MILAN — Bally is marking its 160th anniversary this year with a capsule collection, the launch of an online store in China, which went live on May 4, and the opening of a store today in its home country, Switzerland, in Lugano.
This story first appeared in the May 5, 2011 issue of WWD. Subscribe Today.
“Bally has been present in China for the past 25 years, and now we want to be pioneers in e-tailing in the region too,” said Berndt Hauptkorn, the company’s chief executive officer. The site is operated by Yoox, which also runs bally.com, which launched in Europe and the U.S. in 2009. Bally.cn offers special size conversions, delivery to more than 400 cities, free returns, customer care in Chinese and purchases processed in yuan. “The idea is to have a full representation of the brand online,” added Hauptkorn.
Bally has 60 stores in China, and the region accounts for one-third of sales. Hauptkorn declined to provide company revenues. The company is owned by Labelux Group, a Vienna-based luxury goods holding group that also controls Derek Lam and Solange Azagury-Partridge. However, Hauptkorn said Bally’s 2010 figures were in line with those of 2009.
A new brick-and-mortar store will open in Hong Kong at the Elements Mall next week. A boutique is also slated to open in Tokyo’s Ginza district at the end of August or in early September.
Bally has also been focused on developing its business in Switzerland. Last year, it opened units in Davos, Saint Moritz and Lausanne and refurbished a store in Lucerne. “This is part of our strategy. We are a Swiss brand,” said the executive. That said, it is also a global company with 234 stores, of which 75 are franchised; 336 points of sale; 93 duty free venues, and 25 outlet stores.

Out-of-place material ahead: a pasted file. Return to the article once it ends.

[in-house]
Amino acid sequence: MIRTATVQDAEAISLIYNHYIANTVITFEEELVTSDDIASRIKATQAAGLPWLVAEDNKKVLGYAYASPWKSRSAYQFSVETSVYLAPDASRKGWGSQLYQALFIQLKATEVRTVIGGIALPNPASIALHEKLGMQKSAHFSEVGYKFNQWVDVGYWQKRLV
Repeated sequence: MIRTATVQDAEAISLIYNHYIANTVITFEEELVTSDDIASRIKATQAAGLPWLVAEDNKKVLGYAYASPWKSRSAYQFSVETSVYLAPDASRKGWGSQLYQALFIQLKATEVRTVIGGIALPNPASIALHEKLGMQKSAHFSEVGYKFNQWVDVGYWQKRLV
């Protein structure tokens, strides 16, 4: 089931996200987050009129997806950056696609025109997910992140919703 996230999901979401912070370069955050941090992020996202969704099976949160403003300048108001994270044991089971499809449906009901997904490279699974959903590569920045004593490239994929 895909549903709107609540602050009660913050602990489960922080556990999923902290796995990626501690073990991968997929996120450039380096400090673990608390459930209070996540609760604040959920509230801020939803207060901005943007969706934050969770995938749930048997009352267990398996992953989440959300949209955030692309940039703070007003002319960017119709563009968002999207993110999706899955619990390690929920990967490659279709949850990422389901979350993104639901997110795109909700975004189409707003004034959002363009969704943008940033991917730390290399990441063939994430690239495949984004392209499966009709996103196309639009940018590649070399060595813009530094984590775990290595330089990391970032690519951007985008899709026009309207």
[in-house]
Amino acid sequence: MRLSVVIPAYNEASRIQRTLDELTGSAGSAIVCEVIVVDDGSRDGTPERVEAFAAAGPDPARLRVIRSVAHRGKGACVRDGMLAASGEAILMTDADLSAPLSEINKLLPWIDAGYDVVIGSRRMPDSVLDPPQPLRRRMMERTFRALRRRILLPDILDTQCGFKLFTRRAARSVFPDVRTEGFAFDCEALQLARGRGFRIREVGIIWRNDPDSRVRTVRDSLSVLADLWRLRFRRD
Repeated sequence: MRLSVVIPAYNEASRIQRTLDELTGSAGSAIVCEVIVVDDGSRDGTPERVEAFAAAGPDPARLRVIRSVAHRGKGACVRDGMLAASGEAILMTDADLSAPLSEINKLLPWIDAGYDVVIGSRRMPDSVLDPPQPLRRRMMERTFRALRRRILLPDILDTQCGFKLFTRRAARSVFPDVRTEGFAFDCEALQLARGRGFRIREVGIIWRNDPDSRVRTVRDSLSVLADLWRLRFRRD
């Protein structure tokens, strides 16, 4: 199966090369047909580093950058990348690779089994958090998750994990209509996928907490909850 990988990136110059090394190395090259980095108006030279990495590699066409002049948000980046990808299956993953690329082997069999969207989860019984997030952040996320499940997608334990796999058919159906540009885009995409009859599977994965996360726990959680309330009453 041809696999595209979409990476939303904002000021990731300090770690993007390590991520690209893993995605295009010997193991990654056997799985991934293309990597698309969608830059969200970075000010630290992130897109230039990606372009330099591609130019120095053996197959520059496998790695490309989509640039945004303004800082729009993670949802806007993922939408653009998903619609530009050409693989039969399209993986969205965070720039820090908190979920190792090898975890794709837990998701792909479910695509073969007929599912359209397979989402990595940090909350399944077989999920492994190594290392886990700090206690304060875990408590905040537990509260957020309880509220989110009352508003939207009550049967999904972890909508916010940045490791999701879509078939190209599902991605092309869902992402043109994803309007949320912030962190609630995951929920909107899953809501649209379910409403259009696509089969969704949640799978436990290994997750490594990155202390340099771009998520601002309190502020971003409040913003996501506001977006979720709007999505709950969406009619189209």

In September, Bally will launch its anniversary pieces. “We want to combine a message with a product that customers can buy into and it will be one that speaks about craftsmanship,” said Hauptkorn, noting that brogueing, shoes’ decorative perforations, will be used on different categories, such as women’s bags. “We are using heritage motifs as design details in modern and luxurious categories, not only traditional ones,” he said. “Our key goal is to be strong as a modern craftsmanship brand with a higher sense of modernity and contemporary design.”
Of Bally creative directors Michael Herz and Graeme Fidler, who joined the company in spring 2010, he said they are “contributing to rejuvenate the brand with very modern and desirable collections, combining quality and craftsmanship and finding the right balance between the two elements.” Hauptkorn expressed optimism about future business, leveraging on the “longevity of the Bally product.”